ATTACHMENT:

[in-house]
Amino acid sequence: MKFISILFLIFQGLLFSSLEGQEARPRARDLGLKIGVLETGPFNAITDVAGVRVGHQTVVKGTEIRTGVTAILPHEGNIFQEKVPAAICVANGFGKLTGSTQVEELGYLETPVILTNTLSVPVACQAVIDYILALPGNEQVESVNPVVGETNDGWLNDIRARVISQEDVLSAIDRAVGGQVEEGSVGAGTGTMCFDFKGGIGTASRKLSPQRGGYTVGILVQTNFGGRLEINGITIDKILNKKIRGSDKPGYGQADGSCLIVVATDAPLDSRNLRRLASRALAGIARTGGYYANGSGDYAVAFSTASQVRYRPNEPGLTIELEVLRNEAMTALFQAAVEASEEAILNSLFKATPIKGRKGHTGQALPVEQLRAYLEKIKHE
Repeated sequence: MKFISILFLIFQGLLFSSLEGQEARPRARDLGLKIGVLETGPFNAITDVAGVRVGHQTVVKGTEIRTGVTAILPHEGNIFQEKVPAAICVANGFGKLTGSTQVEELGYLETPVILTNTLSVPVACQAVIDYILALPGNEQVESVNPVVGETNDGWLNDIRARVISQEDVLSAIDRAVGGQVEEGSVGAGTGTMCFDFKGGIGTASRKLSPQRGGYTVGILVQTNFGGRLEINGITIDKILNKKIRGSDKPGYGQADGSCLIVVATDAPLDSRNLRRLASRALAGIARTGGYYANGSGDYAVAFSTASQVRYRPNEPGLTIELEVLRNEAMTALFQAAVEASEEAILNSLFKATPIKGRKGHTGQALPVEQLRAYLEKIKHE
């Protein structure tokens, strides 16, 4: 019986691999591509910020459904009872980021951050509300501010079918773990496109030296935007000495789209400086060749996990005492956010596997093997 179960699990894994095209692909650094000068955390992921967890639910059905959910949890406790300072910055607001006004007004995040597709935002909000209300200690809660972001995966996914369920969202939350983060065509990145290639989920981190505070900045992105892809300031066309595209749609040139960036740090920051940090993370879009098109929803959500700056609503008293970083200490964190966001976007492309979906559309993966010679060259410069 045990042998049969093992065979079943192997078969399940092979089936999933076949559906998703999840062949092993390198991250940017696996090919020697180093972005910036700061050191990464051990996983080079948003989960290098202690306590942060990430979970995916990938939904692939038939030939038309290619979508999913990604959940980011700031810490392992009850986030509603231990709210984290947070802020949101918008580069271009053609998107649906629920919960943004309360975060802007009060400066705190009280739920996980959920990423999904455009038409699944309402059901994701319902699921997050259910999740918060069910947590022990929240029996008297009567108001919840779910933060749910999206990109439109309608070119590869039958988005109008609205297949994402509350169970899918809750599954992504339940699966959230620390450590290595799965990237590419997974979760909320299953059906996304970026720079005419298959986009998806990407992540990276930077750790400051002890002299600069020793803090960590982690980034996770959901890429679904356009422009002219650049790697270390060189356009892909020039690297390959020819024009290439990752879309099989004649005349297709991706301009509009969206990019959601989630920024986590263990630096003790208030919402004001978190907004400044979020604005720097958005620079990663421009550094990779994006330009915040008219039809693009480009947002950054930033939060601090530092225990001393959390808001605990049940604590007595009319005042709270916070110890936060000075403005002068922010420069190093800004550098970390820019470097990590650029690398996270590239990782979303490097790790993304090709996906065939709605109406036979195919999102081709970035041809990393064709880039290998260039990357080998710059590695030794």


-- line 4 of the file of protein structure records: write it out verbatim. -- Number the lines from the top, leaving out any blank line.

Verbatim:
């Protein structure tokens, strides 16, 4: 019986691999591509910020459904009872980021951050509300501010079918773990496109030296935007000495789209400086060749996990005492956010596997093997 179960699990894994095209692909650094000068955390992921967890639910059905959910949890406790300072910055607001006004007004995040597709935002909000209300200690809660972001995966996914369920969202939350983060065509990145290639989920981190505070900045992105892809300031066309595209749609040139960036740090920051940090993370879009098109929803959500700056609503008293970083200490964190966001976007492309979906559309993966010679060259410069 045990042998049969093992065979079943192997078969399940092979089936999933076949559906998703999840062949092993390198991250940017696996090919020697180093972005910036700061050191990464051990996983080079948003989960290098202690306590942060990430979970995916990938939904692939038939030939038309290619979508999913990604959940980011700031810490392992009850986030509603231990709210984290947070802020949101918008580069271009053609998107649906629920919960943004309360975060802007009060400066705190009280739920996980959920990423999904455009038409699944309402059901994701319902699921997050259910999740918060069910947590022990929240029996008297009567108001919840779910933060749910999206990109439109309608070119590869039958988005109008609205297949994402509350169970899918809750599954992504339940699966959230620390450590290595799965990237590419997974979760909320299953059906996304970026720079005419298959986009998806990407992540990276930077750790400051002890002299600069020793803090960590982690980034996770959901890429679904356009422009002219650049790697270390060189356009892909020039690297390959020819024009290439990752879309099989004649005349297709991706301009509009969206990019959601989630920024986590263990630096003790208030919402004001978190907004400044979020604005720097958005620079990663421009550094990779994006330009915040008219039809693009480009947002950054930033939060601090530092225990001393959390808001605990049940604590007595009319005042709270916070110890936060000075403005002068922010420069190093800004550098970390820019470097990590650029690398996270590239990782979303490097790790993304090709996906065939709605109406036979195919999102081709970035041809990393064709880039290998260039990357080998710059590695030794």